Laurence MacDaniels papers,
L. H.(Laurence Howland), MacDaniels 1888-1986.
39.9 cubic ft.
Forms of Material:
Correspondence, Photographs, Printed Materials, Research Materials
Division of Rare and Manuscript Collections, Cornell University Library
Papers include correspondence with other horticulturists, floriculturists, and pomologists.
Collection material in English
Professor of floriculture and ornamental horticulture, Cornell University.
Laurence Howland MacDaniels received a B.A. from Oberlin College in 1912, where he was a member of the championship football
team. He received a Ph.D. from Cornell in 1917, serving as an instructor in botany from 1914 to 1917. From 1917 and 1919 he
worked as a member of the Botanical Raw Products Committee of the National Research Council and for the Bureau of Aircraft
Production. In 1919 and 1920 he and his wife did relief work with Armenian refugees in Turkey through the American Committee
for Relief in the Near East. In the fall of 1920 he returned to Cornell as an assistant professor of pomology and in 1923
was promoted to professor. During his sabbatical leave in 1926-27, he conducted a botanical survey of the fe'i banana as it
related to Polynesian migration, in association with the Bishop Museum of Honolulu. In 1940, MacDaniels was appointed head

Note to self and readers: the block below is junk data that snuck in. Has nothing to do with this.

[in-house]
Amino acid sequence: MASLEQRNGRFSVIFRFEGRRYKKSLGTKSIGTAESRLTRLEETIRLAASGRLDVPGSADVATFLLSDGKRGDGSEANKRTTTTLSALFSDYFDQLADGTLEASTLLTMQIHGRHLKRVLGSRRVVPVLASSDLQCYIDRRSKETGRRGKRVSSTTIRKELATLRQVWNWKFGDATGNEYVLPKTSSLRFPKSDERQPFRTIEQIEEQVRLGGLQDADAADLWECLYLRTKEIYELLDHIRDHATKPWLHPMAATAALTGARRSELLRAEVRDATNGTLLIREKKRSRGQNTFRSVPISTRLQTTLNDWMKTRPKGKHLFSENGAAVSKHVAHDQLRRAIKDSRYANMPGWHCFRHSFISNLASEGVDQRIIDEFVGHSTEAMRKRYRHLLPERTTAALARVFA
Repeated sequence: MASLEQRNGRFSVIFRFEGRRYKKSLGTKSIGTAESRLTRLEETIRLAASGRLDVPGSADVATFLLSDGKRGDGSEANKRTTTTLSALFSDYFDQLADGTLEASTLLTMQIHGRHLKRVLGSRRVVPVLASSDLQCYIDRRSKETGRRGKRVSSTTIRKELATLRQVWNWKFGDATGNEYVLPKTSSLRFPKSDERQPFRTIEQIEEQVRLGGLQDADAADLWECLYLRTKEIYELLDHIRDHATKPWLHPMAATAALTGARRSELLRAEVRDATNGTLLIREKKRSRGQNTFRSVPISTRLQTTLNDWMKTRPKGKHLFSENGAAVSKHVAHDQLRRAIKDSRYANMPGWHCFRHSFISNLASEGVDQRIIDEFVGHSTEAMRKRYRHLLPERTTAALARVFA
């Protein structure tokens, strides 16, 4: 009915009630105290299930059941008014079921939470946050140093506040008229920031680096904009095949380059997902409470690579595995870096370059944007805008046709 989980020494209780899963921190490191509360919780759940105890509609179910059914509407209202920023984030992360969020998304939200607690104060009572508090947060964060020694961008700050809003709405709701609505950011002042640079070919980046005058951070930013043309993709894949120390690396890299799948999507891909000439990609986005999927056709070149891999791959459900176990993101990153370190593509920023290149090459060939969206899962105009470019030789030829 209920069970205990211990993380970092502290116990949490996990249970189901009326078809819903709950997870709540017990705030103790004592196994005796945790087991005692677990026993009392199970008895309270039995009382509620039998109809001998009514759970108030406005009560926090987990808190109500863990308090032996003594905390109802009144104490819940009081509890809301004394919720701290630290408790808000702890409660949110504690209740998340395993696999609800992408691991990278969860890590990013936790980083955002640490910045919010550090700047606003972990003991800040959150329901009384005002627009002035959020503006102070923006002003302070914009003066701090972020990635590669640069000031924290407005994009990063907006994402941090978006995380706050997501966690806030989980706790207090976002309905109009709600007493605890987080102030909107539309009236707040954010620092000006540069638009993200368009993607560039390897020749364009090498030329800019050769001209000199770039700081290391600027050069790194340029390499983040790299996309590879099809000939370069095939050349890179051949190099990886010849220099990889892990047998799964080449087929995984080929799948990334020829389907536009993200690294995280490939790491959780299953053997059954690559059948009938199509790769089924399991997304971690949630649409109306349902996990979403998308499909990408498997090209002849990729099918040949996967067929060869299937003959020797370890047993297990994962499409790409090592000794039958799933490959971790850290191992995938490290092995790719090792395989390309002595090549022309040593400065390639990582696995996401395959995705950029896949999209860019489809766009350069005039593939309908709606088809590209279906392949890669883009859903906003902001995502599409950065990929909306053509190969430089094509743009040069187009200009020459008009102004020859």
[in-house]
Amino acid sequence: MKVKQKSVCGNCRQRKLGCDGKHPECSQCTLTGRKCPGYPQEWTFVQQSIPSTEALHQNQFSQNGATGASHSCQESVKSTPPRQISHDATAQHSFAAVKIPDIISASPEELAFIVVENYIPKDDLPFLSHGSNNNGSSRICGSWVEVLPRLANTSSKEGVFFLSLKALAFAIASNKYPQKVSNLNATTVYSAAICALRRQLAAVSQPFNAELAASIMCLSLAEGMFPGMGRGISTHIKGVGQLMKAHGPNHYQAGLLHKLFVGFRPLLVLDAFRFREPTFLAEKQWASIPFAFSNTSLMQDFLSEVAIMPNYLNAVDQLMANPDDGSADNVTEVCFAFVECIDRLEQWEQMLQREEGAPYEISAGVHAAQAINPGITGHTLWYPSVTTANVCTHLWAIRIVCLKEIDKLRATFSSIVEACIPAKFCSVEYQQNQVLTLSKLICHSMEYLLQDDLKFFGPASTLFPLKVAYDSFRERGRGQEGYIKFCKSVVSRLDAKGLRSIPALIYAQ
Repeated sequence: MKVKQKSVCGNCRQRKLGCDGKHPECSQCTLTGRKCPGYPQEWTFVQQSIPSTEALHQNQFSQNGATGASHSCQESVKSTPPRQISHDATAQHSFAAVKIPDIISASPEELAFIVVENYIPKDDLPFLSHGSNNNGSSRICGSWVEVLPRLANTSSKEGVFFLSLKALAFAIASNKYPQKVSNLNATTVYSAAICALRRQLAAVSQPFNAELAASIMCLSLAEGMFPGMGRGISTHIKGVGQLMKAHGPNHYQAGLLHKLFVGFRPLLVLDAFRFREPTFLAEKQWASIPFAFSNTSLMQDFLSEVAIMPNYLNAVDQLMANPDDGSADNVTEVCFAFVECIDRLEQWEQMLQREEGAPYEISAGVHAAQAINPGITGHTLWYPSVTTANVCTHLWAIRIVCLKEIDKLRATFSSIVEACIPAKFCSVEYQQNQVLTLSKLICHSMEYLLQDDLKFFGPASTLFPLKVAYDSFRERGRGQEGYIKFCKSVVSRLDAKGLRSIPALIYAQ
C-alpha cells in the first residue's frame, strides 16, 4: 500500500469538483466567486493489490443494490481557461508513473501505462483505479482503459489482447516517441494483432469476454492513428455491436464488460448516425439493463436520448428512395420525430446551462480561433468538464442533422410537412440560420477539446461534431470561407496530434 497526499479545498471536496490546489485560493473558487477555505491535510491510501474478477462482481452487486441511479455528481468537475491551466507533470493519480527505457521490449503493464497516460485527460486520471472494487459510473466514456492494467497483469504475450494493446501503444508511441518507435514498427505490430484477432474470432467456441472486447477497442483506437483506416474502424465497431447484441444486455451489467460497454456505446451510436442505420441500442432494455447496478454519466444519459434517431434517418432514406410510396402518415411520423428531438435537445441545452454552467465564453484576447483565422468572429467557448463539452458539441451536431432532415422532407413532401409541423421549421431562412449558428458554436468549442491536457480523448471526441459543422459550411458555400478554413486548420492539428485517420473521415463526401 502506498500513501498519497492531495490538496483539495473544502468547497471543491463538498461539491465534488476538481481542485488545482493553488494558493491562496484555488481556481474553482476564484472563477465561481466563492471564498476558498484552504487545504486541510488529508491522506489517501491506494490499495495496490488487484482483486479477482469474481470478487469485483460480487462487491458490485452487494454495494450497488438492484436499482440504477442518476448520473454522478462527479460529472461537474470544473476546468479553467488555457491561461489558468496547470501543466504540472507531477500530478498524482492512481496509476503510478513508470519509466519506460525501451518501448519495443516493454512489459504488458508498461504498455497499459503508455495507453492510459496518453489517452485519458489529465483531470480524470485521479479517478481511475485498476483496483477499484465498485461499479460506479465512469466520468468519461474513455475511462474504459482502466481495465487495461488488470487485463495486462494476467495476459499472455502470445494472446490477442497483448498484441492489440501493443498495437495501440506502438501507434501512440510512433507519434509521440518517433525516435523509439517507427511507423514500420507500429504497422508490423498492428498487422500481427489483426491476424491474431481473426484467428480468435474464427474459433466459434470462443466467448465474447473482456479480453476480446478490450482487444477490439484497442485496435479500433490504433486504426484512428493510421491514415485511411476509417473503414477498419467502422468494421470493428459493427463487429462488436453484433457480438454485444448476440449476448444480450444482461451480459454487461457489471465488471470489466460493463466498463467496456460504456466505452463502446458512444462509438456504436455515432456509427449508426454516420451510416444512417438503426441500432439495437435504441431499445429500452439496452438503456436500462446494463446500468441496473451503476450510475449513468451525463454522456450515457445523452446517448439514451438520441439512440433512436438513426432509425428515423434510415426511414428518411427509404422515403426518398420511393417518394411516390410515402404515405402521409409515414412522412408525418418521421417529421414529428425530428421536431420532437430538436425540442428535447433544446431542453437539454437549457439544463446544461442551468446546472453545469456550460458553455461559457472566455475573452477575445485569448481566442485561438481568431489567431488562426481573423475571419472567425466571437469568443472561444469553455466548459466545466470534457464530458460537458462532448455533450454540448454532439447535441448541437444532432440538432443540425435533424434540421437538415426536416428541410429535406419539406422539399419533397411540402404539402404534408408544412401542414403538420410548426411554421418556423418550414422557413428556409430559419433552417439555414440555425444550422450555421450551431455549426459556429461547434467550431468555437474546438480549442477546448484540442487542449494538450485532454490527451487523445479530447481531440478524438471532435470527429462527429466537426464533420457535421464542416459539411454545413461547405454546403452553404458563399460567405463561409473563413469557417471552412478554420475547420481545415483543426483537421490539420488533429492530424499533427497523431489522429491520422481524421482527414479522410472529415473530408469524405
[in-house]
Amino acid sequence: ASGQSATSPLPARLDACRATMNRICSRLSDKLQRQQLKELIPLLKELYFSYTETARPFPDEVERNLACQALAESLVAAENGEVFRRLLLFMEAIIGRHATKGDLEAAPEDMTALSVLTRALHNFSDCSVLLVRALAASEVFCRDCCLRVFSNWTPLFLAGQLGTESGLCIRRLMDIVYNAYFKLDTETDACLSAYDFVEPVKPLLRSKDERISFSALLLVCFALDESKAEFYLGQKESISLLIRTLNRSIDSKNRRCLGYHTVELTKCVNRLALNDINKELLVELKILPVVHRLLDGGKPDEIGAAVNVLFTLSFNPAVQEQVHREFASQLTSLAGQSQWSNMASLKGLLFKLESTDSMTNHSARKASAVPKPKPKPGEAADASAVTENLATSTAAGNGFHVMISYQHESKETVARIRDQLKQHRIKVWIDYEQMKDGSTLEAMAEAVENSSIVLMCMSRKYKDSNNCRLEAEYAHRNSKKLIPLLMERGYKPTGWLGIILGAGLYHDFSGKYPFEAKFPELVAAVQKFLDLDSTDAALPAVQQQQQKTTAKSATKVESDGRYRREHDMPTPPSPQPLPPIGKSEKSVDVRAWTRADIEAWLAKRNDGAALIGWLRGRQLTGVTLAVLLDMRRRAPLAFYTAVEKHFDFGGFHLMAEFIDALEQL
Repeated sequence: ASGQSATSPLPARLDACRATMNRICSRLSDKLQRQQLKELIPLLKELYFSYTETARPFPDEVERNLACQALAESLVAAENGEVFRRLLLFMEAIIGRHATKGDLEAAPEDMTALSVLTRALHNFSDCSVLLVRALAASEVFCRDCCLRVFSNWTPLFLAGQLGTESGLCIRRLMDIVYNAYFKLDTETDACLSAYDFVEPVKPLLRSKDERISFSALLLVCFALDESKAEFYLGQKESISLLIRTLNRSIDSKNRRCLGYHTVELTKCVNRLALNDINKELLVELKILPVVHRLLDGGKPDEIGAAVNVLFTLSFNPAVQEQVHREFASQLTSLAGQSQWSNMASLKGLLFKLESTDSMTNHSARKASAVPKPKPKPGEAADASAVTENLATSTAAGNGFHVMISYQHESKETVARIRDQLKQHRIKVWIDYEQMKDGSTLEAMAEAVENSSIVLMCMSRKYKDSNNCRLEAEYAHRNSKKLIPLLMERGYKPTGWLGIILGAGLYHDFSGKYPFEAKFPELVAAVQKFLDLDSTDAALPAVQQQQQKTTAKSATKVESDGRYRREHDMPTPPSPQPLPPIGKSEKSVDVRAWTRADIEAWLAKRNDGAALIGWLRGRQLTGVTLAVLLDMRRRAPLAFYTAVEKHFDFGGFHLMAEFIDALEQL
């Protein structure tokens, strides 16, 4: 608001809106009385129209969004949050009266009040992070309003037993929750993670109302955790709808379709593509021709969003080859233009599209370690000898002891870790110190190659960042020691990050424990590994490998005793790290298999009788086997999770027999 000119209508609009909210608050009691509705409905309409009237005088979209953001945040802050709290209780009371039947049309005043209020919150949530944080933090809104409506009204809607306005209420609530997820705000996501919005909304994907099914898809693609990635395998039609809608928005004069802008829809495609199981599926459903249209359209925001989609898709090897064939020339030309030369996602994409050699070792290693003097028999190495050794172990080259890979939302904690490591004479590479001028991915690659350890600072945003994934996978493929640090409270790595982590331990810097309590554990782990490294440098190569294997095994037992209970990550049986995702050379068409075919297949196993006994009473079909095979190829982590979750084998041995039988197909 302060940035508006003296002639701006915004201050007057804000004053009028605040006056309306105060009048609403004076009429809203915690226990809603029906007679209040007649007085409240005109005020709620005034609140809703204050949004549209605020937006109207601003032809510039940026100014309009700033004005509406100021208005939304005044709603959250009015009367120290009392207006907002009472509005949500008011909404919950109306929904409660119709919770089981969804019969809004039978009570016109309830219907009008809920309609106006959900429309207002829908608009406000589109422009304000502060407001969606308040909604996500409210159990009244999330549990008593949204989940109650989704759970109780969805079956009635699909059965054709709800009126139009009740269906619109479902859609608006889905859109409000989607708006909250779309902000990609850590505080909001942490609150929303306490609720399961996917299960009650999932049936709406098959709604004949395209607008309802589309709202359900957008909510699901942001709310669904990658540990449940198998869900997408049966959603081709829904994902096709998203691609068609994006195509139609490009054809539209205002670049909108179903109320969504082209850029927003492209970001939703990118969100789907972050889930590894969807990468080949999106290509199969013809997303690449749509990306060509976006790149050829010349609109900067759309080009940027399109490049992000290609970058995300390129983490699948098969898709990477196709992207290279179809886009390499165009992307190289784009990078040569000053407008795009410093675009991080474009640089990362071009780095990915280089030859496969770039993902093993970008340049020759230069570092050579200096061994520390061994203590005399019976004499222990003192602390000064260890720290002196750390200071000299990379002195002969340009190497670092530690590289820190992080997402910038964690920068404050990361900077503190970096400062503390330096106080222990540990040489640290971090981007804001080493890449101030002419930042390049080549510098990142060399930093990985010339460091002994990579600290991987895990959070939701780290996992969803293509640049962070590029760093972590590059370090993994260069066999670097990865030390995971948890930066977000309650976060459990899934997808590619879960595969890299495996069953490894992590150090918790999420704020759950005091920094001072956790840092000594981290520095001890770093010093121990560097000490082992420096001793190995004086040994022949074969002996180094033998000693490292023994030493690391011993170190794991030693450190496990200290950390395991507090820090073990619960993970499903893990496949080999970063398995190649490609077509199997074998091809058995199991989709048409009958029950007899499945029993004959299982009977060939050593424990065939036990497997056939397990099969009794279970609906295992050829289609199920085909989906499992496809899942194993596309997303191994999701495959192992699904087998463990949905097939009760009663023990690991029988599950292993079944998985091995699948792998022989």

of the Department of Floriculture and Ornamental Horticulture, a position he held until his retirement in 1956.
During World War II, the department, under his leadership, focused on rubber production from American plant species, the
use of plant materials for camouflage, and food production through Victory Gardens. From 1943-1945, on leave, he served in
the Bekaa Valley of Lebanon as director of agricultural extension for the Near East Foundation, and later with the UNRRA.
In 1949 he continued his Polynesian work in Caledonia, the New Hebrides, and Canton Island.
After his retirement in 1956, he continued to be involved in international agriculture, serving as visiting professor of horticulture
at the University of the Philippines at Los Banos, as adviser for nut crops in the Technical Assistance Program for Yugoslavia,
and as technical adviser for fruit crops at Patzcuao, Michoacan, Mexico. An all-around horticulturist, he was also involved